Mt. Ararat Cemetery

Over the weekend, I have become intrigued by the history of Mt. Ararat cemetery here in Nashville. The cemetery was the first African-American cemetery in the city.

I started to become interested in it because over the weekend I’ve been looking up information about Nelson G. Merry – a very prominent former slave who led a very prominent church here in Nashville. One of my little side projects is posting information from The Nashville Globe, a black newspaper that used to be published here in Nashville. From one of my posts, a descendant of Merry’s contacted me as I had posted the birthday notice of Merry’s wife. As I was looking up information on him and learning that he was buried in this cemetery, I decided yesterday to pay the cemetery a visit today. This is the old entrance to the cemetery – now this one is closed off and you have to go through a side gate to get to the historic side.

There is also a historical marker at the site.

Note to the state of TN – it would be great if the state had an online resource for historical markers like North Carolina does!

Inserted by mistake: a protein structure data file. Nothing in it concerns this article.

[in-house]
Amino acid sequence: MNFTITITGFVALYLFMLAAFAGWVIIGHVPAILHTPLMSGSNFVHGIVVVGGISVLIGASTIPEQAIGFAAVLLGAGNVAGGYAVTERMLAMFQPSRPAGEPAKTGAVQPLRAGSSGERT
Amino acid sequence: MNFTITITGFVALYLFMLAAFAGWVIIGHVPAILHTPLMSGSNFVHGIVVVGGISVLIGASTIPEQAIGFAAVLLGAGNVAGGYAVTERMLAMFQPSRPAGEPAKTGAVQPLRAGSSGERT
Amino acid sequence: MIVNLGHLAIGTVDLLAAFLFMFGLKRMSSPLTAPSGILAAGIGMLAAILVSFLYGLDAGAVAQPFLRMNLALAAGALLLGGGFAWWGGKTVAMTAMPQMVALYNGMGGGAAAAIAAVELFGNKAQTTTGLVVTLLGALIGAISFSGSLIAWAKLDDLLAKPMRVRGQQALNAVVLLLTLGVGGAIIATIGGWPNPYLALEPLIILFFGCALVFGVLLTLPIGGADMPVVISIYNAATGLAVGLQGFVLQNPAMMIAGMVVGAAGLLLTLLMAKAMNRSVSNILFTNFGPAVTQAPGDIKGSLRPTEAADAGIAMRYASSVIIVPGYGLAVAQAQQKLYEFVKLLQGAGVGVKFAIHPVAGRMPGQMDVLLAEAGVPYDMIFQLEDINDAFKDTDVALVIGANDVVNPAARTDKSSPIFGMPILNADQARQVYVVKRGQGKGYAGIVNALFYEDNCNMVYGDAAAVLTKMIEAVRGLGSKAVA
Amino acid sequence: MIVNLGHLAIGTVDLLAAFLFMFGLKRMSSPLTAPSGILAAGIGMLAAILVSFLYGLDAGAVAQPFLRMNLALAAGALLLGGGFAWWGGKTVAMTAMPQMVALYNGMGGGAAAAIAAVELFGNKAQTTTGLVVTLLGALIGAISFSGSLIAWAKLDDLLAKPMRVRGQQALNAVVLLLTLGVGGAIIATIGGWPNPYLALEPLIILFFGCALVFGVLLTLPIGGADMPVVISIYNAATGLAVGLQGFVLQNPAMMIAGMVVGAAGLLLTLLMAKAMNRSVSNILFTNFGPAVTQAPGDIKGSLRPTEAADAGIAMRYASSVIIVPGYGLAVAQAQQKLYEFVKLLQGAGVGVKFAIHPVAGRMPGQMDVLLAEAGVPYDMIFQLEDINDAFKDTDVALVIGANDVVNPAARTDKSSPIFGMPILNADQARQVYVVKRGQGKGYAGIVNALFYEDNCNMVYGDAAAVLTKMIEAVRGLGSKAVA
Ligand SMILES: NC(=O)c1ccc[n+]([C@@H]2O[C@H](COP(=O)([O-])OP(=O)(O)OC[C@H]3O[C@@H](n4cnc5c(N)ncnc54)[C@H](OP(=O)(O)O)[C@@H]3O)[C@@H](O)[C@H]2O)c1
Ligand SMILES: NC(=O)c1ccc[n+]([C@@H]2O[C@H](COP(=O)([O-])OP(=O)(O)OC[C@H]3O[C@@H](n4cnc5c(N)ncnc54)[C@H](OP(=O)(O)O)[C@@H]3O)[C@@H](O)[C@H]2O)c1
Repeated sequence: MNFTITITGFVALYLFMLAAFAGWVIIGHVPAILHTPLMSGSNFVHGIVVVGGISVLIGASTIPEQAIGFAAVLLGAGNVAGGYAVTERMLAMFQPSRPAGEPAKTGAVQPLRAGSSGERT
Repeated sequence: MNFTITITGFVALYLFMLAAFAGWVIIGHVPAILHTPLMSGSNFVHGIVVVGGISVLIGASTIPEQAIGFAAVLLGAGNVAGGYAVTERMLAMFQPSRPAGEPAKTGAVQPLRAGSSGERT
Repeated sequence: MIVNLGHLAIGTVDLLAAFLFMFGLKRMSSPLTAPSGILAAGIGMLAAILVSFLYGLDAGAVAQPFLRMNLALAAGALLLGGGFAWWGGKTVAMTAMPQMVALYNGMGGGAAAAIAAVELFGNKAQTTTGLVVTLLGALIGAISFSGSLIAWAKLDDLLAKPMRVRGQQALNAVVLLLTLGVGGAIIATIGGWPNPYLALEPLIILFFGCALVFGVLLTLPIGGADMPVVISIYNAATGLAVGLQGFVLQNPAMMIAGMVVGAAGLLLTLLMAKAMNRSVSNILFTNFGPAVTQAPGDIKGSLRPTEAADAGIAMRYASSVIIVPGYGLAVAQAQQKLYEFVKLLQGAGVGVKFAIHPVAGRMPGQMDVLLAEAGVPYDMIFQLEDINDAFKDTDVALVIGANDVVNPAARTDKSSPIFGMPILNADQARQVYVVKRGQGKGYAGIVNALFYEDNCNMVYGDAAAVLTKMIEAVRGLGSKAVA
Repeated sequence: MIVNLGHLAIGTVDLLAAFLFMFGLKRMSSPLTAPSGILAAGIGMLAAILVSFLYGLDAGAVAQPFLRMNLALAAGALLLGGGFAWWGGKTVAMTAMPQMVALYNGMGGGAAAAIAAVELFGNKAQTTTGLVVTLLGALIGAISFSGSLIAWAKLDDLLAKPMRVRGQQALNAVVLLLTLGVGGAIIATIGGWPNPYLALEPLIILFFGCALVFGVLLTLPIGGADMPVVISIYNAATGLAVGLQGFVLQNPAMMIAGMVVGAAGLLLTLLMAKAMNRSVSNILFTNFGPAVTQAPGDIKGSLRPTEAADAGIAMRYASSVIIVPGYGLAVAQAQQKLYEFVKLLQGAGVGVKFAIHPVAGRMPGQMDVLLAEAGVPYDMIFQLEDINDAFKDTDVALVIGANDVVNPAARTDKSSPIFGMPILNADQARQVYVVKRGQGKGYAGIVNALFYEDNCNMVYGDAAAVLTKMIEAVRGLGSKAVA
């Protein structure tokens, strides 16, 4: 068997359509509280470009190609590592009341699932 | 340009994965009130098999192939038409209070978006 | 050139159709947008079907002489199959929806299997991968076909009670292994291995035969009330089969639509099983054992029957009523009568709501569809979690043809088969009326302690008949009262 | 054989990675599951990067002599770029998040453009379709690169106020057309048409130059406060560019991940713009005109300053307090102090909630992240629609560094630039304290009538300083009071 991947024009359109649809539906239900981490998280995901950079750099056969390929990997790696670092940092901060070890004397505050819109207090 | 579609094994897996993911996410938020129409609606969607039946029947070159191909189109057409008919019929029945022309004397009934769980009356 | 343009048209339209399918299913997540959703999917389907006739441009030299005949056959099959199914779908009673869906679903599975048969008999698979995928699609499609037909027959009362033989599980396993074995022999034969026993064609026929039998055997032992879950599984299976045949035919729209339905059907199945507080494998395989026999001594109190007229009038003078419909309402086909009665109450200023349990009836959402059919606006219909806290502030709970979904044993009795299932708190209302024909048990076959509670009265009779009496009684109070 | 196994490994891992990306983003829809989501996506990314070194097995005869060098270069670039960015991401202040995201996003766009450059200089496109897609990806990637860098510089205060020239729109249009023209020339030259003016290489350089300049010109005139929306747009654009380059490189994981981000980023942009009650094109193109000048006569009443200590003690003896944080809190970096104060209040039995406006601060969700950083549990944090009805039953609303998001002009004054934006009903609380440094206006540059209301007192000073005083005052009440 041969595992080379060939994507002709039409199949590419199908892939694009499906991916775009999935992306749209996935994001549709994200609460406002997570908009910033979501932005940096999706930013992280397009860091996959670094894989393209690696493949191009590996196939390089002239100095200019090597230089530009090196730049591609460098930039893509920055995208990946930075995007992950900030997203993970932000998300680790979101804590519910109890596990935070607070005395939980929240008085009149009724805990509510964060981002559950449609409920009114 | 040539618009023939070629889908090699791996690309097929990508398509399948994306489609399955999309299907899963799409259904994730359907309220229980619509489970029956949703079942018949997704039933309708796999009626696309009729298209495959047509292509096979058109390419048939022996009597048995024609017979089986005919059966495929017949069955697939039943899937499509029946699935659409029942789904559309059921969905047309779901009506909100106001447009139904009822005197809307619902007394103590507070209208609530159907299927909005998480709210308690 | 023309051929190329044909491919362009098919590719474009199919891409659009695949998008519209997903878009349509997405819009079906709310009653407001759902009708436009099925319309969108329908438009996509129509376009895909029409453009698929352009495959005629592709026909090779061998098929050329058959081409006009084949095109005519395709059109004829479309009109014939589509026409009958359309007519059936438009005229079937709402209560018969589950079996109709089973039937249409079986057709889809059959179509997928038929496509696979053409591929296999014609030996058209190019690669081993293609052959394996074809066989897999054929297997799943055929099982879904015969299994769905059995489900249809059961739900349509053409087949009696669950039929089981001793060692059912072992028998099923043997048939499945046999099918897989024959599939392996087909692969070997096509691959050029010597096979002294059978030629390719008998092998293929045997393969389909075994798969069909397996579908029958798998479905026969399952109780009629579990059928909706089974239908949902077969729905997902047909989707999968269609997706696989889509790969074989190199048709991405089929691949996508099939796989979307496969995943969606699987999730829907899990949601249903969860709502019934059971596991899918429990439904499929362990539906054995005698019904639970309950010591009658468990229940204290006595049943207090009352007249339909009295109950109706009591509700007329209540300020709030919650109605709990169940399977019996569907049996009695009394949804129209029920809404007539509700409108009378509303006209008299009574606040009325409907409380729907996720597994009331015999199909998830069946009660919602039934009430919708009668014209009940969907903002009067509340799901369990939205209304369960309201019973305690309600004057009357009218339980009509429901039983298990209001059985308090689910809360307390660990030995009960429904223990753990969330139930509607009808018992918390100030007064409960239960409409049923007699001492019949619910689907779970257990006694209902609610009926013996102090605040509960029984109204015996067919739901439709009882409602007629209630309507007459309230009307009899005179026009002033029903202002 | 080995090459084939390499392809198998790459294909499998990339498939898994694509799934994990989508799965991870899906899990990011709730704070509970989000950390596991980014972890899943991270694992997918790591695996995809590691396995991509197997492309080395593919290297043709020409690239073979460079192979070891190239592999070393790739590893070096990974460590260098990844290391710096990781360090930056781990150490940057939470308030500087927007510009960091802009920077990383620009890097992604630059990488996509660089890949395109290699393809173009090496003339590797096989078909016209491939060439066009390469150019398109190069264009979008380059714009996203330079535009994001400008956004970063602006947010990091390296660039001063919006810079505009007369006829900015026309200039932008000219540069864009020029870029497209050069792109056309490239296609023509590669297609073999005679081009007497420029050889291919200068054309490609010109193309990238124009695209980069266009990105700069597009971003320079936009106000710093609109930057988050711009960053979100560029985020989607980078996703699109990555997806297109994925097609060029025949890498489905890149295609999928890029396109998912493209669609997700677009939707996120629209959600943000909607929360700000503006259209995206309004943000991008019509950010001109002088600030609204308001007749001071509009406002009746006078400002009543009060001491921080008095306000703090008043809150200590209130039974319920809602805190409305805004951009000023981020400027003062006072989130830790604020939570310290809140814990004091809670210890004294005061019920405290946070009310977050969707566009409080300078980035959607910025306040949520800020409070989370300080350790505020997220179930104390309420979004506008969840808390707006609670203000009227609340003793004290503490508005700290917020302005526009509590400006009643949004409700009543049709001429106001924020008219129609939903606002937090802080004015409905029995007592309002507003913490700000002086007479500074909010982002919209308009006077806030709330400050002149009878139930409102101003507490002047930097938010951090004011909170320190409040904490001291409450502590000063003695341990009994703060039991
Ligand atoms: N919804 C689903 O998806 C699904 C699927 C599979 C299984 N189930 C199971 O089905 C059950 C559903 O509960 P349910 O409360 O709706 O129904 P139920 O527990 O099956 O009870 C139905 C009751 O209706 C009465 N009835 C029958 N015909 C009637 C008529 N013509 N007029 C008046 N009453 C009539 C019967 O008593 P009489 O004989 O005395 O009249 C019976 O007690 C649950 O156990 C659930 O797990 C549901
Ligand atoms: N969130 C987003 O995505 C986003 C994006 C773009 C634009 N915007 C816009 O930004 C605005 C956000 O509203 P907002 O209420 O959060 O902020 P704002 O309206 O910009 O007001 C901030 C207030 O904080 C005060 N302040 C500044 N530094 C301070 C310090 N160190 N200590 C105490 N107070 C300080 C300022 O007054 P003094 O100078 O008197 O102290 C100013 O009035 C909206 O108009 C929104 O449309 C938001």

So, around noon today, I drove over, found the cemetery very easily and spend about an hour walking the grounds. I found Merry’s tombstone, and it is beautiful! His obelisk is the largest tombstone on that side of the cemetery and is very detailed.
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As I walked around (well, as Kaleya and I walked around), I really began to feel connected even more to the history of the place. Some of the people buried here, I’ve come across when reading the Nashville Globe – for example, Dr. Robert F. Boyd is also buried here.

Yesterday, I found this online article that was recently published in the Nashville Scene that includes some information about the cemetery. The article also has a picture of Merry’s tombstone. There is also a picture of a tombstone that is shaped like a wheel, but I didn’t see that one today – I would have loved to have seen it.

It was heartbreaking though to also see how many headstones were broken, overturned, etc. I am glad that it is now being cared for though – but just imagine all the people interned here whose names will not be known. I am glad that I went. I plan to add the pictures I took to Find A Grave.com so that others can hopefully find them too. Of all the people buried here, there are only 21 people listed on FindAGrave. There is a long list that is online as compiled by a cemetery survey in this county. I may also do something more extensive than this, but I’ve hardly got time for my current projects!

Update: Here is the link to all the pictures that I took. Until I can get them more organized…link to Mt. Ararat pics.

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